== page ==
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In general, 56 percent hold positive attitudes toward the U.S. economy, down from 65 percent last November, according to the poll. Sixty percent see a recession as very or somewhat likely in the next year, which is within sight of the 69 percent who said so in November 2007, in advance of the Great Recession.|
Economic attitudes have a close connection to Trump's overall job performance rating. The president only received a 20 percent approval rating from those who see a recession as likely and 19 percent from those who are concerned the trade dispute with China will drive up costs, according to the poll. For those who are less pessimistic about the economy and the trade dispute, the ratings are 50 and 51 points higher, respectively.
In addition, a survey by the National Association for Business Economics (NABE) indicated that over 70 percent of the economists surveyed believe the U.S. economy will slip into a recession before the end of 2021.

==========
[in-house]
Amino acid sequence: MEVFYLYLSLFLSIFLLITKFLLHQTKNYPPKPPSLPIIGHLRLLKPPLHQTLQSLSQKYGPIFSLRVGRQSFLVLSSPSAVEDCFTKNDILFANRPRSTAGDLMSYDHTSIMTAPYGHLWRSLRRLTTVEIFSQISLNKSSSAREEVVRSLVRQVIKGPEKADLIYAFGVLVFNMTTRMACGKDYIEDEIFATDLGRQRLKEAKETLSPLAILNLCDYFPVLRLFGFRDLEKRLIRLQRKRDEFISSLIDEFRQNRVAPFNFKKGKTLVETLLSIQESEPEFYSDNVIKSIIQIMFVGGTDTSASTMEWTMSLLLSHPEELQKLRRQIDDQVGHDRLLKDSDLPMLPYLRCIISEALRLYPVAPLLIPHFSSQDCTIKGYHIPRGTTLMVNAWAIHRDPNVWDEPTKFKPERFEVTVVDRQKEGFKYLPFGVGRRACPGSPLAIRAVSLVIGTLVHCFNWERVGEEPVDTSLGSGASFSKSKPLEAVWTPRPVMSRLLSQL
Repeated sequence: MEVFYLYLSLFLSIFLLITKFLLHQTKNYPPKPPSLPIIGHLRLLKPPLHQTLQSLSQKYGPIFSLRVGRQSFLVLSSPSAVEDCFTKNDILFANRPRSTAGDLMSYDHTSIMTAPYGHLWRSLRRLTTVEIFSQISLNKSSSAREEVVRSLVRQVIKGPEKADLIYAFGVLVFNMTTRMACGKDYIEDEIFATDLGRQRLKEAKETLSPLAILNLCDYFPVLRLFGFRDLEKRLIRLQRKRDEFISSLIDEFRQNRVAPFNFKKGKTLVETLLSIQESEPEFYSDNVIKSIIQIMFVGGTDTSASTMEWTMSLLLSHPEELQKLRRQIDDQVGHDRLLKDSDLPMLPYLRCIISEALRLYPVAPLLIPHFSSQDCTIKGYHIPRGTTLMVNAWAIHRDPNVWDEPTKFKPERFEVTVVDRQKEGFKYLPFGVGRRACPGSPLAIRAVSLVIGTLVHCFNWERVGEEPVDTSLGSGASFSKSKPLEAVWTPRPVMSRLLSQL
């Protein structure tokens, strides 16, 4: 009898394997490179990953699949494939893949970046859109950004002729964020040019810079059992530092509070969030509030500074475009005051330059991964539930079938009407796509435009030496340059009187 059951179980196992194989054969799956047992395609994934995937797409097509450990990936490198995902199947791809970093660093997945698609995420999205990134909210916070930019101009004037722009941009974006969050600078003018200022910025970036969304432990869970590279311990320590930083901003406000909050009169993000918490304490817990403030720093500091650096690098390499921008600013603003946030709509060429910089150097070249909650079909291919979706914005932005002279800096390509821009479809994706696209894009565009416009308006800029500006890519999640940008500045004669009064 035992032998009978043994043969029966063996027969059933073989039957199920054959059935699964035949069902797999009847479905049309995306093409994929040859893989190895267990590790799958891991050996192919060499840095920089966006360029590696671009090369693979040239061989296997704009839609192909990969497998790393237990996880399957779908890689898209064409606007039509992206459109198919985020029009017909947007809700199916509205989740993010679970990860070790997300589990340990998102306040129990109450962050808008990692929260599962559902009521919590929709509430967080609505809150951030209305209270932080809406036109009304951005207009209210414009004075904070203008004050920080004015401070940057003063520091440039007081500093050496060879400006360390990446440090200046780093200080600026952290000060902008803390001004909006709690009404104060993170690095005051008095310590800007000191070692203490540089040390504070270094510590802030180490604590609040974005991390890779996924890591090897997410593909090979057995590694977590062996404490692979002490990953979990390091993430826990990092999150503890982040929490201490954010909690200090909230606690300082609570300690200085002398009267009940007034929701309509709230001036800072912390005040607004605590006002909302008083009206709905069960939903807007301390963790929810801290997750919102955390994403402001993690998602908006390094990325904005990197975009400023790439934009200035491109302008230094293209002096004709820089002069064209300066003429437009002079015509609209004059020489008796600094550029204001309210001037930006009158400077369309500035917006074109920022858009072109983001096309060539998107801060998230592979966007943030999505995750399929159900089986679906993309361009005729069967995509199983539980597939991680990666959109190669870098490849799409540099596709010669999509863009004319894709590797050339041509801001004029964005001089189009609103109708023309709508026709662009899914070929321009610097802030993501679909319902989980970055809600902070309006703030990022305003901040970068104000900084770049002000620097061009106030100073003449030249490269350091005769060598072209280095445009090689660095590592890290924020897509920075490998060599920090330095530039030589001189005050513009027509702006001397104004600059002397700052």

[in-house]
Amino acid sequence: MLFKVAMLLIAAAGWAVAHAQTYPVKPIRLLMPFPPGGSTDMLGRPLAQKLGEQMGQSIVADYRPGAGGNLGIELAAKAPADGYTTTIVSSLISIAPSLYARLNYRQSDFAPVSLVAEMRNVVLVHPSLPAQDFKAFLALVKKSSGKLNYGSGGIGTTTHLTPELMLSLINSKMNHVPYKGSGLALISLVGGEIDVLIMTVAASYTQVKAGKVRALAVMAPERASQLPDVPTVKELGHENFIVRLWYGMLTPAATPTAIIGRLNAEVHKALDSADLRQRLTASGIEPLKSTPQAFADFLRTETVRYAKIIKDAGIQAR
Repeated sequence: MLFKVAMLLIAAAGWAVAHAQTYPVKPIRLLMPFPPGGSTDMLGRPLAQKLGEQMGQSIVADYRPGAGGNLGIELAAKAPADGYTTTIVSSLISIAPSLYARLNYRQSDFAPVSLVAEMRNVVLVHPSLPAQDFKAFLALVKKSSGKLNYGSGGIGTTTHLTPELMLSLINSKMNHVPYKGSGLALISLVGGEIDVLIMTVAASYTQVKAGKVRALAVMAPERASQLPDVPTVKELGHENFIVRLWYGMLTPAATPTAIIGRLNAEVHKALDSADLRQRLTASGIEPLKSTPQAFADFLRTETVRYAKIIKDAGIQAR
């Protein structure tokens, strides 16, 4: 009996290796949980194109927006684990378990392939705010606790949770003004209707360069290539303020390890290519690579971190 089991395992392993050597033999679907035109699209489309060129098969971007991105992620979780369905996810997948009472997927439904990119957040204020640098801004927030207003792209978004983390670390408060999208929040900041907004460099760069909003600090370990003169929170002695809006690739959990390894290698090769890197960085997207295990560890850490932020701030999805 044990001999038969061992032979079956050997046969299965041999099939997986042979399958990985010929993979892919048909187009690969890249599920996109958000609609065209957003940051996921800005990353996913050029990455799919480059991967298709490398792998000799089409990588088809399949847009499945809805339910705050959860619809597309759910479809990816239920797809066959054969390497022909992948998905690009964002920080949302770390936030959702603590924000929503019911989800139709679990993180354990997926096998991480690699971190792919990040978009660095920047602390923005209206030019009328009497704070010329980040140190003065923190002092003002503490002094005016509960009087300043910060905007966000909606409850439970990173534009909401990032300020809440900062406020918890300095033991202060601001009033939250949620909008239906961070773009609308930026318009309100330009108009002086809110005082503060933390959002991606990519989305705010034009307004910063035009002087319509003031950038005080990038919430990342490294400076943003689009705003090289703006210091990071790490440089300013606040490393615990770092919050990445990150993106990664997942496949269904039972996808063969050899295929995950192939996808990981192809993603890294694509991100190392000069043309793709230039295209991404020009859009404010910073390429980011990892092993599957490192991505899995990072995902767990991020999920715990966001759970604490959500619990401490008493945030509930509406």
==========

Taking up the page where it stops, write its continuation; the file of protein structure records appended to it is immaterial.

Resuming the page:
A slew of U.S. economic data also signals the country is likely heading for a recession. U.S. economic growth slowed to 2.1 percent in the second quarter, down from 3.1 percent in the first quarter, and the slowest pace in more than two years.
The U.S. manufacturing sector contracted in August for the first time in three years, according to the Institute for Supply Management (ISM).
Data from the Congressional Budget Office (CBO) in August also showed that the U.S. national debt is growing faster than expected and will hit 960 billion U.S. dollars for the 2019 fiscal year, which ends September 30, and 1 trillion U.S. dollars for the 2020 fiscal year.